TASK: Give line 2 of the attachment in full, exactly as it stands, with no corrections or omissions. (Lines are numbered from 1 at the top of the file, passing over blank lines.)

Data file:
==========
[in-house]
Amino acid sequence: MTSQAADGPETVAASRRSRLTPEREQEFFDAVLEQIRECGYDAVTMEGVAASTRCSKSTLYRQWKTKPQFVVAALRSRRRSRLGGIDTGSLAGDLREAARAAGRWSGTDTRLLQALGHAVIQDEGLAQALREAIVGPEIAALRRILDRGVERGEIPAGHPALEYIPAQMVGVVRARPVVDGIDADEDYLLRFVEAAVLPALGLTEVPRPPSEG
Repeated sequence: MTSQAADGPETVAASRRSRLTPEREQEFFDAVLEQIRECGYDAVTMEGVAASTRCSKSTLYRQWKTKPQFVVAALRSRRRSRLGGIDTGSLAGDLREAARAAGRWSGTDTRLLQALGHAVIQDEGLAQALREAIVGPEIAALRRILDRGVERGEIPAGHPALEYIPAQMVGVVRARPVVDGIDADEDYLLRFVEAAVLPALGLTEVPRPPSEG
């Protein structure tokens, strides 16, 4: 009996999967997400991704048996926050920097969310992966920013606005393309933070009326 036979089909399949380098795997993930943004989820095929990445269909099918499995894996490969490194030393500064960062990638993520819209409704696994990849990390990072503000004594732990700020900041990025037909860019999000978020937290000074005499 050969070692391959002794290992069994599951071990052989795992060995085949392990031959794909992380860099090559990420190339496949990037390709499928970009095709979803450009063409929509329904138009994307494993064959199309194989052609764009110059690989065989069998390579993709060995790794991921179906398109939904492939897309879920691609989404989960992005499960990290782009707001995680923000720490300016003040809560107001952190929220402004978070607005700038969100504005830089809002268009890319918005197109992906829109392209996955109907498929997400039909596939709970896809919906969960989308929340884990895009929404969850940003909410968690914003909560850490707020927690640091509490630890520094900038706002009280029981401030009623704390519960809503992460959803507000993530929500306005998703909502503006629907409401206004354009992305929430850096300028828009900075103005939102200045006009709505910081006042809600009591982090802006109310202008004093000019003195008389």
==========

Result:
Amino acid sequence: MTSQAADGPETVAASRRSRLTPEREQEFFDAVLEQIRECGYDAVTMEGVAASTRCSKSTLYRQWKTKPQFVVAALRSRRRSRLGGIDTGSLAGDLREAARAAGRWSGTDTRLLQALGHAVIQDEGLAQALREAIVGPEIAALRRILDRGVERGEIPAGHPALEYIPAQMVGVVRARPVVDGIDADEDYLLRFVEAAVLPALGLTEVPRPPSEG